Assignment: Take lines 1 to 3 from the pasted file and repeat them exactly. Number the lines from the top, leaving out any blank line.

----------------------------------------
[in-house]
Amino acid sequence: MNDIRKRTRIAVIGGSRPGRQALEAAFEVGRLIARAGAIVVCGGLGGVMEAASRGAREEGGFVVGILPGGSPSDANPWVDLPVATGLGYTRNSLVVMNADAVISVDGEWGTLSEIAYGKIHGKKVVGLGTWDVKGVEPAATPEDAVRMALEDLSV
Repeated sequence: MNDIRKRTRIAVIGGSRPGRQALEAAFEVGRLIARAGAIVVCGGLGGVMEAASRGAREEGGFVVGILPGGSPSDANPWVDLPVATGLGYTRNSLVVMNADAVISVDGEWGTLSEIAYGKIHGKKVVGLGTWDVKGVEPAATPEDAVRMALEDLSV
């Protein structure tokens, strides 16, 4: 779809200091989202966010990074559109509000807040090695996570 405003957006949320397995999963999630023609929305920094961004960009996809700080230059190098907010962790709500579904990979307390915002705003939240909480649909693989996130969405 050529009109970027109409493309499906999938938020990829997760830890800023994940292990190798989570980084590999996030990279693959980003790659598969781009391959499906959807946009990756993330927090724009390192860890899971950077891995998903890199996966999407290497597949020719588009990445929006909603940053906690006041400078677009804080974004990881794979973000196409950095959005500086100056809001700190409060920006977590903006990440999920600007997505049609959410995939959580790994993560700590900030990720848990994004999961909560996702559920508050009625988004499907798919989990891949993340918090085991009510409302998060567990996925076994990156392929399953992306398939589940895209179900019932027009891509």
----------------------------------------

[in-house]
Amino acid sequence: MNDIRKRTRIAVIGGSRPGRQALEAAFEVGRLIARAGAIVVCGGLGGVMEAASRGAREEGGFVVGILPGGSPSDANPWVDLPVATGLGYTRNSLVVMNADAVISVDGEWGTLSEIAYGKIHGKKVVGLGTWDVKGVEPAATPEDAVRMALEDLSV
Repeated sequence: MNDIRKRTRIAVIGGSRPGRQALEAAFEVGRLIARAGAIVVCGGLGGVMEAASRGAREEGGFVVGILPGGSPSDANPWVDLPVATGLGYTRNSLVVMNADAVISVDGEWGTLSEIAYGKIHGKKVVGLGTWDVKGVEPAATPEDAVRMALEDLSV